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Experiences and perspectives of patients with post-polio syndrome and therapists with exercise and cognitive behavioural therapy

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Abstract

Background

Many persons affected with poliomyelitis develop post-polio syndrome (PPS) later in their life. Recently, the effectiveness of Exercise Therapy (ET) and Cognitive Behavioural Therapy (CBT) for PPS has been evaluated in a randomized controlled trial, but did not show a decrease in fatigue or improvement in secondary endpoints like Quality of Life and self-perceived activity limitations. The aim of this explorative study was to gain insight in the perceived effects and experiences of the interventions from the perspectives of the patients and therapists.

Methods

Qualitative data were collected through semi-structured interviews with 17 patients and 7 therapists. All participants were involved in the trial. A thematic analysis of the data was performed.

Results

Some patients experienced a short term enhanced endurance and a better use of energy during the day. However, in general patients did not experience a long lasting reduction of fatigue from the CBT or ET. Mainly patients of the CBT, but also some patients of the ET described an increase of self-esteem and self-acceptance. As a result, patients were sometimes better able to perform physical activities during the day. In contrast to the CBT, the ET was in general perceived by the patients as an intensive therapy, which was difficult to fit into their daily routine. Therapists of both the CBT and the ET struggled with a low intrinsic motivation of the patients in the study. This made it sometimes difficult for the therapists to follow the protocol.

Conclusion

Confirming the negative quantitative study outcome, the qualitative results did not demonstrate lasting effects on fatigue. Patients did, however, experience some benefits on self-esteem and acceptance of the disease. This study showed that it is of great importance to work with feasible interventions; they should fit the patients’ needs on a practical (fit into their daily routine) and mental (fit their need for support) level.

Background

Many people with a history of poliomyelitis report late onset neuromuscular symptoms and a decline in functional abilities decades after the acute infection. These late symptoms are referred to as post-polio syndrome (PPS) and are characterized by new or increased muscle weakness or abnormal muscle fatigability [1]. Fatigue is one of the most common complaints of PPS [25] and negatively influences functioning and HRQoL [6, 7]. So far, no medical treatment exists to prevent or cure PPS-related fatigue.

Recently, a single blinded randomized controlled trial (RCT) called FACTS-2-PPS was executed with the aim to reduce fatigue and to improve activities and Health Related Quality of Life (HRQoL) in people with PPS [8, 9]. Patients were randomised to either usual care (UC), exercise therapy (ET) or cognitive behavioural therapy (CBT). The aim of ET was to reduce fatigue by enhancing physical capacity. The intervention consisted of (1) a home-base aerobic training program three times a week, and (2) a supervised group-training program with muscle strengthening and functional exercises once a week over a period of four months [9]. The CBT aimed at alleviating fatigue by changing dysfunctional cognitions and behaviour related to fatigue. Dysfunctional cognitions were considered with respect to the disease, pain or fatigue, dysfunctional attention to pain and fatigue symptoms, deregulation of sleep, deregulation of physical, social and/or mental activities, and low social support and negative social interactions [9]. For each of these elements, a standardized module was available as part of the intervention. The precise details of both interventions are described elsewhere [8, 9].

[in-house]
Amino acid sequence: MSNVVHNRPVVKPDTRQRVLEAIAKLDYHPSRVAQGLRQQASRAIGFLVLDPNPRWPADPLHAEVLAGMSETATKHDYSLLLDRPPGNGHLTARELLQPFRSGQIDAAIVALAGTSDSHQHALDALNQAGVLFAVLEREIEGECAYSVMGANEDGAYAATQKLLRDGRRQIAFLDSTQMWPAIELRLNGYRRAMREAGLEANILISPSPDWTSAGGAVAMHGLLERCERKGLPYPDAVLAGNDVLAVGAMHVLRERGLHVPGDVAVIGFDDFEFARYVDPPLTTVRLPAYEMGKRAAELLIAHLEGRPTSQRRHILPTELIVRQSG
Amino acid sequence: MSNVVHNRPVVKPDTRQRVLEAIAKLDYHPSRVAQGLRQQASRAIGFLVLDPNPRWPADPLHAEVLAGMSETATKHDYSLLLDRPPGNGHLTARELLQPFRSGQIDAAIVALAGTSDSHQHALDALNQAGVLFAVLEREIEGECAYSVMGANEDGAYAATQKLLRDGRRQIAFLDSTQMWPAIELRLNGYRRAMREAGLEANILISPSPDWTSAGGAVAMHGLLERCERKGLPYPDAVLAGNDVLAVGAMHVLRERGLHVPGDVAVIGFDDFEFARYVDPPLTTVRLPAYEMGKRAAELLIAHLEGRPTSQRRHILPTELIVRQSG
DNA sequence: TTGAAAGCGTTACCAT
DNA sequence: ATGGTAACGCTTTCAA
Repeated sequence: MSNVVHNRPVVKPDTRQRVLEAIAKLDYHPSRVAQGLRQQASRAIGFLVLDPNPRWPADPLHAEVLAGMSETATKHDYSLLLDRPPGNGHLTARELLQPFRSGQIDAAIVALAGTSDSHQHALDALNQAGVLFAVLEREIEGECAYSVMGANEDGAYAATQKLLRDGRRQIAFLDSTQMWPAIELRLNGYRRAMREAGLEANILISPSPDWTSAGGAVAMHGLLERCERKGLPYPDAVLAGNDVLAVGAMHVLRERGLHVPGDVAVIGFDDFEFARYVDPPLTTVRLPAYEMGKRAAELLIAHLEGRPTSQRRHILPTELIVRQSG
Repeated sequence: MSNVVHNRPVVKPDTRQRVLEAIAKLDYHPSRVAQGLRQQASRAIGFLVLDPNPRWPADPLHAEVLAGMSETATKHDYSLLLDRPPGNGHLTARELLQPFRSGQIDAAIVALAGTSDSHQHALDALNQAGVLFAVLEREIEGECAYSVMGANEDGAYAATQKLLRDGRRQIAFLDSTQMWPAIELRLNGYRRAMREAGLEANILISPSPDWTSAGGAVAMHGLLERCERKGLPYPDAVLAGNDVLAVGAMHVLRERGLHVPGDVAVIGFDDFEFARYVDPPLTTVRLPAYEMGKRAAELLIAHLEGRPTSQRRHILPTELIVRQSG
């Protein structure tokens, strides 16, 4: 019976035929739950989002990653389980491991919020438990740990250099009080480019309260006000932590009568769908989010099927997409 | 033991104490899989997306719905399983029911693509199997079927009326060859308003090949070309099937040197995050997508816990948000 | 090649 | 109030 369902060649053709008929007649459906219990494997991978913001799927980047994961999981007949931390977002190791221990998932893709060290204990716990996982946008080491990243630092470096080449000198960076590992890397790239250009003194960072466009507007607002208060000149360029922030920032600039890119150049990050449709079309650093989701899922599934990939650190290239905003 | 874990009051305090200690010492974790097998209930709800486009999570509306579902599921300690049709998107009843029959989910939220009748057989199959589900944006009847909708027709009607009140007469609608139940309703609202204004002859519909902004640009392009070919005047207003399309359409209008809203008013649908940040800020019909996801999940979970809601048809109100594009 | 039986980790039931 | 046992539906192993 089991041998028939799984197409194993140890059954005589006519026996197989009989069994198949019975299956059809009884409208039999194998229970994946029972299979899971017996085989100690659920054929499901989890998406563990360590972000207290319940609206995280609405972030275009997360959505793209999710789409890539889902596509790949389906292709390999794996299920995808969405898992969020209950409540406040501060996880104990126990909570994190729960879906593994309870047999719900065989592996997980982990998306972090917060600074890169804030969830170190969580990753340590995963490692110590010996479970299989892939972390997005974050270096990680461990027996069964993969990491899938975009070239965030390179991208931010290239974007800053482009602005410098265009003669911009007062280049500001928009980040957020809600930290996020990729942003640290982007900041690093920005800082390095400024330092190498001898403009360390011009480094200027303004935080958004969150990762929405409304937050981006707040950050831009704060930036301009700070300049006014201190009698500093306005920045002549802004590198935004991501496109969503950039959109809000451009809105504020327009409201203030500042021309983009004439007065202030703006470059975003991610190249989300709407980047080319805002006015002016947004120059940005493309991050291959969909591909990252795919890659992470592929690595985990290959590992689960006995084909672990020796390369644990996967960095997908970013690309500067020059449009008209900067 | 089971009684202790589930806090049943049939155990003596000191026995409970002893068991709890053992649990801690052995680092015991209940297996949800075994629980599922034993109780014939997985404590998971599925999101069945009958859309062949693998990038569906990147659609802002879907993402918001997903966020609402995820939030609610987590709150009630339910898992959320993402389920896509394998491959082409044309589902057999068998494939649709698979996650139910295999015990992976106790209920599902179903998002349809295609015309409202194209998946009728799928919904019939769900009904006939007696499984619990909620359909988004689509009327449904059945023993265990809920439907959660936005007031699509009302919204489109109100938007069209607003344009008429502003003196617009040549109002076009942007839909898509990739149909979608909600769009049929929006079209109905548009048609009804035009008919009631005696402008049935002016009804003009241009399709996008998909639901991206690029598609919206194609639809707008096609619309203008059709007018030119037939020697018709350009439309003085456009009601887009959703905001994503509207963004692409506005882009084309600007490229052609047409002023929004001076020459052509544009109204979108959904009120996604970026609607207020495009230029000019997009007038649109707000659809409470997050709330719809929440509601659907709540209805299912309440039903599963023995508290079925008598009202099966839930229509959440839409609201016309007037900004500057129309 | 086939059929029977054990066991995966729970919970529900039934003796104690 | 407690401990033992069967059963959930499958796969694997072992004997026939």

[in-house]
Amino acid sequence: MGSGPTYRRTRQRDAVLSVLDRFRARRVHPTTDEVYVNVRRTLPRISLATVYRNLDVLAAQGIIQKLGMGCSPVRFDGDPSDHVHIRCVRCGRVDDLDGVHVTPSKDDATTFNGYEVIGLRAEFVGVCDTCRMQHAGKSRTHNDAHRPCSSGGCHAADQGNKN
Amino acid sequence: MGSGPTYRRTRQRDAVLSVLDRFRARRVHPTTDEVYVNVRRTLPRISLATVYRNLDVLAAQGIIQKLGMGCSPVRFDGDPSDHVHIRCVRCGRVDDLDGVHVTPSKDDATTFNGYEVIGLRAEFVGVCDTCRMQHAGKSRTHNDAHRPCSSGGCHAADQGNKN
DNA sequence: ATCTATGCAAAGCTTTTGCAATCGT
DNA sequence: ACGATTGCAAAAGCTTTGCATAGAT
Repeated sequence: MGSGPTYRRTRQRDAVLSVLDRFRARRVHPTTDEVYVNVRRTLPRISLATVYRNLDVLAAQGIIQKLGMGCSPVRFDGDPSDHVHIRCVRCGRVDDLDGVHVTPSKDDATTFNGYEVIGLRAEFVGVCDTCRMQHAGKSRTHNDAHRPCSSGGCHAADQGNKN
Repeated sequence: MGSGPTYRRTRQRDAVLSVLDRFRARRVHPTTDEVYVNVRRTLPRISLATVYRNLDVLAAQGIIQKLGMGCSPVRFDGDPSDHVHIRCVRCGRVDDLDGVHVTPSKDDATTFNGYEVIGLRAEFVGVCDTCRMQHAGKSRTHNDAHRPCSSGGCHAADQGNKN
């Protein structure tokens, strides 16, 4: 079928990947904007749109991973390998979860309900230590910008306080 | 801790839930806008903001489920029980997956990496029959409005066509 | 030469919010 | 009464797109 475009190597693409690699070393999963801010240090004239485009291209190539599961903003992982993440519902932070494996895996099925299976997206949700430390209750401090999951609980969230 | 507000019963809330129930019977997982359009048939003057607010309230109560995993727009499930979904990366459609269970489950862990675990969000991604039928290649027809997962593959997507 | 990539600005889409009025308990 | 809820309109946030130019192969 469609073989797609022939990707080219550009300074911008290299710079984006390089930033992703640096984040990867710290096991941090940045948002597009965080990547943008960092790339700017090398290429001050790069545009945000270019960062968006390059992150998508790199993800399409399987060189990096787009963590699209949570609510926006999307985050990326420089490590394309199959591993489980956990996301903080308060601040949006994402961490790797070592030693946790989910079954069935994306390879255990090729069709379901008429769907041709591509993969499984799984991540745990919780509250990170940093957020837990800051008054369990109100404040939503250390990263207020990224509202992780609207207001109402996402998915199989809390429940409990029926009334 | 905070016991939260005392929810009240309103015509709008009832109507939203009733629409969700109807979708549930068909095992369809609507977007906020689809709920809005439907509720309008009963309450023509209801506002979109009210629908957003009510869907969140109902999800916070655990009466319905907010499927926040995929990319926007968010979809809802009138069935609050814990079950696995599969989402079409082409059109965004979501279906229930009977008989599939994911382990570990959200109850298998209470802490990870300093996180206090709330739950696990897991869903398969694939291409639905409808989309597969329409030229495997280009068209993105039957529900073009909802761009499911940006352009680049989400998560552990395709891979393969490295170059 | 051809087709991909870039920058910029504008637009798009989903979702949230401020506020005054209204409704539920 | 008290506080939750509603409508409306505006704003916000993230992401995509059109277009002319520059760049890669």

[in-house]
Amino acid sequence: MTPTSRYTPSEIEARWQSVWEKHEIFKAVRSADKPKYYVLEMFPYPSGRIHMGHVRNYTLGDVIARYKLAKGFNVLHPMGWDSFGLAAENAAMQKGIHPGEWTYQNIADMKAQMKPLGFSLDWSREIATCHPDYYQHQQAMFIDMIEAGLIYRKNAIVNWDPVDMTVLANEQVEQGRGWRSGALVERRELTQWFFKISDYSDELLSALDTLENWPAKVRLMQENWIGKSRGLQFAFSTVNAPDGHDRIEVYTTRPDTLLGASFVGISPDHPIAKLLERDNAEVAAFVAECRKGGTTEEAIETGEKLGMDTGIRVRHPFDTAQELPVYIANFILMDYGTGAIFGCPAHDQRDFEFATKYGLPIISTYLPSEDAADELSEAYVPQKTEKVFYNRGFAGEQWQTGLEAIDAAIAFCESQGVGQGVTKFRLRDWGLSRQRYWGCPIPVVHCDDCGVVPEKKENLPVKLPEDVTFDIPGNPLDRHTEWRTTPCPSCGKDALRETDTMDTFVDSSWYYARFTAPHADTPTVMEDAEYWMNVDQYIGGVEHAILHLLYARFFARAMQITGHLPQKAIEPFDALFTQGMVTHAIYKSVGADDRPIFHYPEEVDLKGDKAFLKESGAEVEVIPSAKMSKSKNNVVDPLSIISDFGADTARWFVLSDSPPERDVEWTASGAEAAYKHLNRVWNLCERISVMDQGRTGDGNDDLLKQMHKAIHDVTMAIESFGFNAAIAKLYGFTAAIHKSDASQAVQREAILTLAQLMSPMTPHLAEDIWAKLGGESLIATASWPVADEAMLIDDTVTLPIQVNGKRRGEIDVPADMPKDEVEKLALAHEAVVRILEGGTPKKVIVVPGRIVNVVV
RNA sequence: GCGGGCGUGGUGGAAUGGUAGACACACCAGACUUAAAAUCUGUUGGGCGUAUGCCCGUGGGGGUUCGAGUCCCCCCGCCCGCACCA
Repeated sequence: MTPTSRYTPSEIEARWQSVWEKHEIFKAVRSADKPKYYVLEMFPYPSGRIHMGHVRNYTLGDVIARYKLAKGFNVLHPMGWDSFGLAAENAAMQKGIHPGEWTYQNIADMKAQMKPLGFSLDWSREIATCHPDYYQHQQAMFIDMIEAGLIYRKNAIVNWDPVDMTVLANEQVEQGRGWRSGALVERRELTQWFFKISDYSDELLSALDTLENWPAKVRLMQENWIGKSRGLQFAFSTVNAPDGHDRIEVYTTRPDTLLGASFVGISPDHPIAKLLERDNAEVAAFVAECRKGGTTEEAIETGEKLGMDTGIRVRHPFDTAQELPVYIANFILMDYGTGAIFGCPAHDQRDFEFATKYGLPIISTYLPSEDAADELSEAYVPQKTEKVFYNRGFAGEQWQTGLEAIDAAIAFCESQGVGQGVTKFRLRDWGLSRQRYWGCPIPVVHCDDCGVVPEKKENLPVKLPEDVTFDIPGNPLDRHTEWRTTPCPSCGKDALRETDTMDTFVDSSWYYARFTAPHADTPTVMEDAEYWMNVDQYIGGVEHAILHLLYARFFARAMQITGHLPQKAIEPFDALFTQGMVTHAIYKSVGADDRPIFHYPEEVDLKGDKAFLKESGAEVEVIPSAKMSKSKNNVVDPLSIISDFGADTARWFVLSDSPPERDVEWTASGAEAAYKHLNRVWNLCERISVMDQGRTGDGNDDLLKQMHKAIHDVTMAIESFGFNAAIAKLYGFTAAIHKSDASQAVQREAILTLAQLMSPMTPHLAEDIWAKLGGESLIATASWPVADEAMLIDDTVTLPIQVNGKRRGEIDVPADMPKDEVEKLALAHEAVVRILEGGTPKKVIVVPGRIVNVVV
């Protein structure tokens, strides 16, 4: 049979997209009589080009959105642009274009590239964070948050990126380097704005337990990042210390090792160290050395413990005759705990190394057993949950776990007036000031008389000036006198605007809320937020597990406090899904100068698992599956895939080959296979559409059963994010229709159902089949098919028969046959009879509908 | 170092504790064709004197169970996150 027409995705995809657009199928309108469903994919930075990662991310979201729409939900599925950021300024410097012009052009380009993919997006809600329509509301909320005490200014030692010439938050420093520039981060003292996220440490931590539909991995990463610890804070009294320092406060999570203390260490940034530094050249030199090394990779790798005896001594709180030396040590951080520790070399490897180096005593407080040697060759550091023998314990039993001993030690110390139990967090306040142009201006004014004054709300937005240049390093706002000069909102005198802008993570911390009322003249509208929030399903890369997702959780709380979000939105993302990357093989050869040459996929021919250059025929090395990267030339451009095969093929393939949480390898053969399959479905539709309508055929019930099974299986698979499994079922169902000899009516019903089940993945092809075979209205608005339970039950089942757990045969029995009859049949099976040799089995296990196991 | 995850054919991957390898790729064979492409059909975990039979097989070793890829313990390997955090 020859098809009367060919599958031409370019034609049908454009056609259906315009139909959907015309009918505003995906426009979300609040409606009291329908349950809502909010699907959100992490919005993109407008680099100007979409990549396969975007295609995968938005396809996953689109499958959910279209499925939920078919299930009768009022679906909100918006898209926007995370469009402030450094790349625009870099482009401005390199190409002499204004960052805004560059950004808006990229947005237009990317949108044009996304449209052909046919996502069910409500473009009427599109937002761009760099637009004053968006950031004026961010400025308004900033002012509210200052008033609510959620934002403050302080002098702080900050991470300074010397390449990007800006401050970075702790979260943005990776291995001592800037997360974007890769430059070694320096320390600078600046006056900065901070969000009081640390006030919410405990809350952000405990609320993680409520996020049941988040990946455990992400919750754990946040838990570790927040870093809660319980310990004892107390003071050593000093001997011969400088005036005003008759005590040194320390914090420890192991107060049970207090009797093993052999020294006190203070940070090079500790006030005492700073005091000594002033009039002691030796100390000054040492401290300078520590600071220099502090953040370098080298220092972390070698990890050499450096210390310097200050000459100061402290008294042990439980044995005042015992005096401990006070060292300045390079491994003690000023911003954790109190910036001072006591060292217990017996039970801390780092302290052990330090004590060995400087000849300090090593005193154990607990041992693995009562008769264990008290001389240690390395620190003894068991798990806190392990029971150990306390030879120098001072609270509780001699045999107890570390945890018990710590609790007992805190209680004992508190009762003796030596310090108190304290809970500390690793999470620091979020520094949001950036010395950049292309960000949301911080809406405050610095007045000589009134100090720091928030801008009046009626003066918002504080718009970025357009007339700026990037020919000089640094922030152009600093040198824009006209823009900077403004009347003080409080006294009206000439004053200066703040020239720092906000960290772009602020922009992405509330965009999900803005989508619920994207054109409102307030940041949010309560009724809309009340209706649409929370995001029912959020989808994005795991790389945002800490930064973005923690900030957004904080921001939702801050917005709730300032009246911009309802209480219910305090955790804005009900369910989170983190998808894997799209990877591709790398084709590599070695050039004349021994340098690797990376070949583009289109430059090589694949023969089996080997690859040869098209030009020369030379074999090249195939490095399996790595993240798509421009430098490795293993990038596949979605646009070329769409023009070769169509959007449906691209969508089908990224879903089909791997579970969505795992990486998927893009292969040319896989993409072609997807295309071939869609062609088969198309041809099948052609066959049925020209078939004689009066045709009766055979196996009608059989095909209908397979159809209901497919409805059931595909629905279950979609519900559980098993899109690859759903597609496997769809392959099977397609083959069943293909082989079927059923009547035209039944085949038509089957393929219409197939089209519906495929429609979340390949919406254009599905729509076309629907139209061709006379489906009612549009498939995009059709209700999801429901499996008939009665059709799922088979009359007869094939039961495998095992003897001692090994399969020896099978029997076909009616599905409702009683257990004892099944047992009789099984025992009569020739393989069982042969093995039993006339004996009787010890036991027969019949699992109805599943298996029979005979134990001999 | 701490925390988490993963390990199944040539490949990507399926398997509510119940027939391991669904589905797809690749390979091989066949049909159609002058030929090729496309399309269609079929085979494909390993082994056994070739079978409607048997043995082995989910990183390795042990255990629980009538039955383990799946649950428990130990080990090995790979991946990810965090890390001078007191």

The study did not demonstrate any significant benefits for decrease in fatigue and secondary endpoints like HRQoL or self-perceived activity limitations.

To gain more insight in the strong and weak points of both interventions, a qualitative study ran parallel to the trial since qualitative studies can complement the quantitative outcomes of treatment comparisons [10]. The objective of this study was to understand the perceived effects and experiences of the CBT and ET in the FACTS-2-PPS trial, from the perspective of patients as well as therapists in addition to the quantitative study outcomes.

Methods

Design

The present study took a descriptive qualitative research approach [11]. Qualitative research is characterised by open-ended research questions, instead of testing a hypothesis as is common in quantitative research [12] Patients of the trial as well as involved therapists (psychologists and physiotherapists) were included in this study.